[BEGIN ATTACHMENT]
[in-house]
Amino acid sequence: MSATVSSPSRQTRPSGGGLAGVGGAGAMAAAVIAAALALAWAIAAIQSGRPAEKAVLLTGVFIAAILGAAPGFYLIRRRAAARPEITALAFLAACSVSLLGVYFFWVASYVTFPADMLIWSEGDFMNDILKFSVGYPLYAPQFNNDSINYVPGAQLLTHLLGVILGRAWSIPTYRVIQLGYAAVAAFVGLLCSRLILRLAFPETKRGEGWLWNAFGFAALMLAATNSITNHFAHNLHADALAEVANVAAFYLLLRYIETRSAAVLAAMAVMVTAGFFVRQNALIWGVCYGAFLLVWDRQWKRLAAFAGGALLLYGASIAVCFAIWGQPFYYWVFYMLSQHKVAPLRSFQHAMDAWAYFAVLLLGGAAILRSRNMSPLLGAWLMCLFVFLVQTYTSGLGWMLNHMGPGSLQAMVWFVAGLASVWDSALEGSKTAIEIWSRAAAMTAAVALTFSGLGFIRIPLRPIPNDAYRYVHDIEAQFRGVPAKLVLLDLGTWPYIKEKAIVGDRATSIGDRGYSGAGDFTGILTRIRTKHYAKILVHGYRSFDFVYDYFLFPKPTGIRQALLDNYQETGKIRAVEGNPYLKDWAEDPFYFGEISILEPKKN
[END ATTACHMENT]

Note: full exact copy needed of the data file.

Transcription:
[in-house]
Amino acid sequence: MSATVSSPSRQTRPSGGGLAGVGGAGAMAAAVIAAALALAWAIAAIQSGRPAEKAVLLTGVFIAAILGAAPGFYLIRRRAAARPEITALAFLAACSVSLLGVYFFWVASYVTFPADMLIWSEGDFMNDILKFSVGYPLYAPQFNNDSINYVPGAQLLTHLLGVILGRAWSIPTYRVIQLGYAAVAAFVGLLCSRLILRLAFPETKRGEGWLWNAFGFAALMLAATNSITNHFAHNLHADALAEVANVAAFYLLLRYIETRSAAVLAAMAVMVTAGFFVRQNALIWGVCYGAFLLVWDRQWKRLAAFAGGALLLYGASIAVCFAIWGQPFYYWVFYMLSQHKVAPLRSFQHAMDAWAYFAVLLLGGAAILRSRNMSPLLGAWLMCLFVFLVQTYTSGLGWMLNHMGPGSLQAMVWFVAGLASVWDSALEGSKTAIEIWSRAAAMTAAVALTFSGLGFIRIPLRPIPNDAYRYVHDIEAQFRGVPAKLVLLDLGTWPYIKEKAIVGDRATSIGDRGYSGAGDFTGILTRIRTKHYAKILVHGYRSFDFVYDYFLFPKPTGIRQALLDNYQETGKIRAVEGNPYLKDWAEDPFYFGEISILEPKKN